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Adjusting IT attitudes toward private cloud
This article is part of the May 2011, Vol. 1 No. 2 issue of Private Cloud
For most organizations, designing and managing a private cloud is a tectonic shift in existing IT operations. All layers of the data center stack require retooling to ensure solid network, storage and application performance, secure data exchange, and flexibility in a cloud environment. In the first part of this series, we explored how enterprises must rethink networking and security for private and hybrid cloud. In part two, we look at how cloud computing affects legacy applications and forces IT managers to shift away from traditional data center management practices. We also look at how licensing, fees and chargeback differ in the age of cloud. What about our legacy applications? Enterprises are built on legacy applications. These applications assume a traditional operating system, such as Microsoft Windows, running on a traditional server. The challenges of moving legacy applications to a private cloud are often the same as those in traditional virtualization projects, including performance problems and trouble migrating ...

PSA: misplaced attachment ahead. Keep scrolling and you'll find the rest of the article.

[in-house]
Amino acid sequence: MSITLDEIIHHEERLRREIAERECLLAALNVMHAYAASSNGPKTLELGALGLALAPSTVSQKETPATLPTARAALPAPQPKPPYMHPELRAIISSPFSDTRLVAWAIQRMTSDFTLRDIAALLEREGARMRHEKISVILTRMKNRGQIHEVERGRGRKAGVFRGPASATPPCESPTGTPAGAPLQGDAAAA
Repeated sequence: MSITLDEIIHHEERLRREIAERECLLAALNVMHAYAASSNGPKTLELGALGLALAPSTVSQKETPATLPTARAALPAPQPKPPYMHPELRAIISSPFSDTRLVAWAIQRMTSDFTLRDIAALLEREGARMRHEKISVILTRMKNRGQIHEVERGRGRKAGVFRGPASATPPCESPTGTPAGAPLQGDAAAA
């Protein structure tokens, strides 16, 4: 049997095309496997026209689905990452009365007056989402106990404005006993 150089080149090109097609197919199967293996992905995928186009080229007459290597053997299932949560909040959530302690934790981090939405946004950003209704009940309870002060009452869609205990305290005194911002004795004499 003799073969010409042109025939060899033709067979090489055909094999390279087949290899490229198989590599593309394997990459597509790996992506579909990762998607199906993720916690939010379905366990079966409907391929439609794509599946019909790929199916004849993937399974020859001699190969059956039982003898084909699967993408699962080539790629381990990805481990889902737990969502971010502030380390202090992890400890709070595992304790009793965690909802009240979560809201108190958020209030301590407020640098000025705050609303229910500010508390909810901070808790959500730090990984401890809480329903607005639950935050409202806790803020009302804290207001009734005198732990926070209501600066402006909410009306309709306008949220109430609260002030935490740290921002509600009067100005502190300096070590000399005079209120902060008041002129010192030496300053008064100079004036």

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Features in this issue
A move to private cloud forces admins to rethink how they handle legacy apps, understand licensing nuances and step outside their silos.
Some think moving from a virtualized data center to a private cloud requires just a little management software here and some automation there. It’s not quite that easy.
News in this issue
Legacy applications have surfaced as the true challenge in moving to private cloud.